I had the best birthday and anniversary, and the kids had a good Halloween. I can’t believe it’s November already. But I tell you what – I’m ready for this election to be done and over. I’m sick of the phone calls from pollsters and having my newsfeed filled with craziness. Just let me know my fate already.
|This was actually a fairly easy dinner to make. I should make this more often.|
|Since I have an extra loaf, I might make some chili to go with the other loaf. It would be perfect.|
Next, I made the bread: khobz. Moroccan khobz bread is slightly different than other flatbreads in that it’s a little bit thicker. I mixed together 4 c of all-purpose flour, 2 tsp of salt, and 2 tsp of sugar. Then I made a well in the middle and poured in my yeast. (I actually had to pause just before this so I could run to the store for yeast. I could’ve sworn I had some! You know what they say about assuming, right?) On top of the yeast I threw in the well, I poured in 2 Tbsp of vegetable oil and 1 ¼ c of warm water. Working it with my fingers, I brought the dough together and kneaded it for nearly 10 minutes, adding in a little flour to keep it from being sticky. Then I divided it into two balls, covered it, and let it rest for 10 minutes. After this time, I flattened the balls until they were disks about ¼” - ½” thick, covering it again for about an hour or so. At this time, I put the bread loaves (that are on greased and floured baking sheets) into a 425ºF oven for about 20 minutes. I rotated the pan halfway through and kept an eye on how golden it was and whether it sounded hollow when I tapped on the bottom. Of course, as I was taking the loaves out and putting them on cooling racks, I realized I forgot to score the bread before putting them into the oven. But, no matter. It was still good. Because it is thicker and slightly denser, it makes for a great “dippin’ and soppin’” kind of bread.
|The better to help you see, my dear.|
I went with two side dishes for this meal. The first one was Moroccan Spicy Carrot Salad. In a small saucepan, I mixed together my carrots (I used a bag of frozen carrots), water, garlic, olive oil, paprika, cayenne pepper, salt, and black pepper. Bringing all of this to a boil, I let it cook down for about 20 minutes until the carrots were soft. Not all of the water had evaporated, so I drained most of it off. Then I stirred in my wine vinegar (all I had was red wine vinegar) and cumin and took it off the heat. Just before I served this, I garnished it with some chopped cilantro. I thought it was good, but I think it would have been better if I had used a different kind of vinegar. Perhaps either white wine vinegar or apple cider vinegar instead. I don’t think I used enough cayenne pepper to make it spicy. It was more like a spice-ful carrot salad.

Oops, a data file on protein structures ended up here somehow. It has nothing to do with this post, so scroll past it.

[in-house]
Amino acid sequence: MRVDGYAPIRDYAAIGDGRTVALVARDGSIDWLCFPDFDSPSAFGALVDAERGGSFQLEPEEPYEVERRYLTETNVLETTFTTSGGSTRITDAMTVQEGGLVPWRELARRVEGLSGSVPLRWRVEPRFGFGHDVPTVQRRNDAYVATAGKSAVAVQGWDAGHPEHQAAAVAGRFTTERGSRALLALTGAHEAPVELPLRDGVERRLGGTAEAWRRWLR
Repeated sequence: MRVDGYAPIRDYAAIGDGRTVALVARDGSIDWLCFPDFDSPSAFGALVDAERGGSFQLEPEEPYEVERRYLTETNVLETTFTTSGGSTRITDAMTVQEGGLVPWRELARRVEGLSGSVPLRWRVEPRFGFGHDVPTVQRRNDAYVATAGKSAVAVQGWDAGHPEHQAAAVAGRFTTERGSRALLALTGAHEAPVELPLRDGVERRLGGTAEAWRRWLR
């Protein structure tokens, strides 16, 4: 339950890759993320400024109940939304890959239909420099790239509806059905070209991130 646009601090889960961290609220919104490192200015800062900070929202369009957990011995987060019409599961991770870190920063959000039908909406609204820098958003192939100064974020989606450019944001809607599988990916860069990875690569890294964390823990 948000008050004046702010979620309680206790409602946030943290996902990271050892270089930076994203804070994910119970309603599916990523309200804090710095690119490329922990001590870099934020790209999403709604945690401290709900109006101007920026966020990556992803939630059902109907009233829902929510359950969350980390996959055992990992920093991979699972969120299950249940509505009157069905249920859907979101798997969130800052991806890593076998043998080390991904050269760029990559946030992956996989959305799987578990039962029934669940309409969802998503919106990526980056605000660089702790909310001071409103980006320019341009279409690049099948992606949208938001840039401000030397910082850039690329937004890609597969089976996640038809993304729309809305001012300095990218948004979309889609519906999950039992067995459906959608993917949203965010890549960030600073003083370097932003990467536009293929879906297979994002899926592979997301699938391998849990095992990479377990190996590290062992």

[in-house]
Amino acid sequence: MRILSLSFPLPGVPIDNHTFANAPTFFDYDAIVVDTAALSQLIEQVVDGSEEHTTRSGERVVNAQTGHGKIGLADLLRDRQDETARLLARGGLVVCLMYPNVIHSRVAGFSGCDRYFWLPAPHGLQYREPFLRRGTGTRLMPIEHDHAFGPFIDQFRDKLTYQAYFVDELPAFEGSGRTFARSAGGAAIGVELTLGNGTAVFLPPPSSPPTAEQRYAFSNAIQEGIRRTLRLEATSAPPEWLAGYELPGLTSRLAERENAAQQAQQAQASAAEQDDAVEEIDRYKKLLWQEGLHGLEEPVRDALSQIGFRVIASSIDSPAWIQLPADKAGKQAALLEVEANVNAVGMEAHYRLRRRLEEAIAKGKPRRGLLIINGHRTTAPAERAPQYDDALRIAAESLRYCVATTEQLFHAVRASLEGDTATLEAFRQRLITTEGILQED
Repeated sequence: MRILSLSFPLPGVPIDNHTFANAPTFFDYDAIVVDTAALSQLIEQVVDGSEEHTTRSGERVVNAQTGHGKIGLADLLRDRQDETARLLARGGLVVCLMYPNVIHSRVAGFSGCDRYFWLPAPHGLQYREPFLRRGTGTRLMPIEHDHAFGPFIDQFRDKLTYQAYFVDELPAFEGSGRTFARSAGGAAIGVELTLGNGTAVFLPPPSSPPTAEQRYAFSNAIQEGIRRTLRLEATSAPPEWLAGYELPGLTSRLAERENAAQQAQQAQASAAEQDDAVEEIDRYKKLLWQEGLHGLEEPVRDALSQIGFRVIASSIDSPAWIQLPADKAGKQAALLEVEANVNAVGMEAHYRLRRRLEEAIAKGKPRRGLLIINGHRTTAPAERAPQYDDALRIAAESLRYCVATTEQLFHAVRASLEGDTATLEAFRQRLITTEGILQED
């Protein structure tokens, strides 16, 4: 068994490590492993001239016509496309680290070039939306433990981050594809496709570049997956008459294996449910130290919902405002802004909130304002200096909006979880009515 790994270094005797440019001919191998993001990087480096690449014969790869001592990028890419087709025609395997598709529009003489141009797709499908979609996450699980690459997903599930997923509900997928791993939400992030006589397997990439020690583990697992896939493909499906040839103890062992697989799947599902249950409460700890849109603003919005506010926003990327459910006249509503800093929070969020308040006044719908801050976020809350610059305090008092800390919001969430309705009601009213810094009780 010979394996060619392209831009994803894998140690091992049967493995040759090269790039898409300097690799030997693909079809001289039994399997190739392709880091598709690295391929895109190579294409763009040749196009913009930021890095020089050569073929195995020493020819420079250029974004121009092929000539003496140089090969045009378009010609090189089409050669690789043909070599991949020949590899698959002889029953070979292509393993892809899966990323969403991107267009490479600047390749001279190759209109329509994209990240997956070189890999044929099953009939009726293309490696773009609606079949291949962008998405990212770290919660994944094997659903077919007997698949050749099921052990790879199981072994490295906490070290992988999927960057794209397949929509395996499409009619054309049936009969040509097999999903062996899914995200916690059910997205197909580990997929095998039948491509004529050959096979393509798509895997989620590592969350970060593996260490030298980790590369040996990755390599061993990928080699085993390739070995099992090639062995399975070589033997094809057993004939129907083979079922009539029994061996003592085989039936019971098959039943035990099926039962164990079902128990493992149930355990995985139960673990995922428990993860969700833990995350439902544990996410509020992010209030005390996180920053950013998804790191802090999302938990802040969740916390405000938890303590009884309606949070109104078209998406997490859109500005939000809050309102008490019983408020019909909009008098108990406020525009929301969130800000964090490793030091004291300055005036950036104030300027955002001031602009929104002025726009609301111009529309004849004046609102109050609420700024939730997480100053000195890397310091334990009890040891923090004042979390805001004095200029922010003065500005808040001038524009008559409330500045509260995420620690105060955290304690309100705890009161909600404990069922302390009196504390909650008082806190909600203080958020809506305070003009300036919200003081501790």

|Quite nearly perfect.|
The second side dish I made was Moroccan pomegranate and roasted vegetable salad. In a bowl, I mixed together diced sweet potato, carrots, and a parsnip along with some ras-el-hanout (a spice mix that I had to make myself), olive oil, salt, and pepper. Once everything was evenly covered, I put it on a baking sheet that I put in a 400ºF oven for about 40 minutes. The vegetables should look like they’re starting to char. When the vegetables had cooled, I tossed them with some baby spinach, pomegranate seeds, feta cheese (I actually found feta cheese with peppercorns in it!), and some balsamic vinegar. I was supposed to add in some red onion to the roasting vegetables, but I forgot. So, I just diced up a little and added it into the mix at the end. This was clearly the winner of today’s meal. In fact, I am thinking of bringing this to Thanksgiving in a couple of weeks. The sweet-sour of the pomegranate seeds and the spices on the roasted vegetables along with the creaminess of the feta cheese and the sweet acidity of the balsamic vinegar made this absolutely wonderful.
|Overall, I give this meal an A!|
This meal taught me one thing: stop assuming that I know what’s in my refrigerator and cabinets. I swear, every time I sit down and make up my grocery list for the ingredients in my recipes, I think to myself, “Do I have [whatever ingredient]? I think I still have some left.” Do I actually get up and check? No. Do I check to see if I even have enough for what I’m doing? Absolutely not. And then when I get to cooking, I search through the refrigerator or cabinet to find I either don’t have some ingredient like I thought I did or I don’t have enough. Thus, the trip to the store with flour in my hair and/or face and my mismatched clothes that I usually wear when I cook. I want to tell people, “I’m not white trash; I’m just a cook who forgets things.” These are the things life is made of, I suppose.
Up next: Mozambique